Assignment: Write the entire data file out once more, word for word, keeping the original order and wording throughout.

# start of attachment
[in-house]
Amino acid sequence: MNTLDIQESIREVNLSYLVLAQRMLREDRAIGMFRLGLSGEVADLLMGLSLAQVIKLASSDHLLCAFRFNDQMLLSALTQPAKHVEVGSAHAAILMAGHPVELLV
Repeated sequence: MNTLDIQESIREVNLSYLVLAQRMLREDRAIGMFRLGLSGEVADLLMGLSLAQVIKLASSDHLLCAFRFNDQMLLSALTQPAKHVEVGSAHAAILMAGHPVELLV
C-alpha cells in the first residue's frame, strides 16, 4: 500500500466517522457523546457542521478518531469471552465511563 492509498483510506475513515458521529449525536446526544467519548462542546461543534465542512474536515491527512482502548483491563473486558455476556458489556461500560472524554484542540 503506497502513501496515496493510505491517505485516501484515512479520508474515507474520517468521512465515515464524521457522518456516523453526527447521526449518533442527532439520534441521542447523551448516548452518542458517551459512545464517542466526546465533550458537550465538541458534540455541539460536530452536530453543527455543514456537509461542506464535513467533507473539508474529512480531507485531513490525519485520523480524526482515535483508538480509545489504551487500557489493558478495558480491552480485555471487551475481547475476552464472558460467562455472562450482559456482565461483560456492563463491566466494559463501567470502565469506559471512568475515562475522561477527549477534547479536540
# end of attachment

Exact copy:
[in-house]
Amino acid sequence: MNTLDIQESIREVNLSYLVLAQRMLREDRAIGMFRLGLSGEVADLLMGLSLAQVIKLASSDHLLCAFRFNDQMLLSALTQPAKHVEVGSAHAAILMAGHPVELLV
Repeated sequence: MNTLDIQESIREVNLSYLVLAQRMLREDRAIGMFRLGLSGEVADLLMGLSLAQVIKLASSDHLLCAFRFNDQMLLSALTQPAKHVEVGSAHAAILMAGHPVELLV
C-alpha cells in the first residue's frame, strides 16, 4: 500500500466517522457523546457542521478518531469471552465511563 492509498483510506475513515458521529449525536446526544467519548462542546461543534465542512474536515491527512482502548483491563473486558455476556458489556461500560472524554484542540 503506497502513501496515496493510505491517505485516501484515512479520508474515507474520517468521512465515515464524521457522518456516523453526527447521526449518533442527532439520534441521542447523551448516548452518542458517551459512545464517542466526546465533550458537550465538541458534540455541539460536530452536530453543527455543514456537509461542506464535513467533507473539508474529512480531507485531513490525519485520523480524526482515535483508538480509545489504551487500557489493558478495558480491552480485555471487551475481547475476552464472558460467562455472562450482559456482565461483560456492563463491566466494559463501567470502565469506559471512568475515562475522561477527549477534547479536540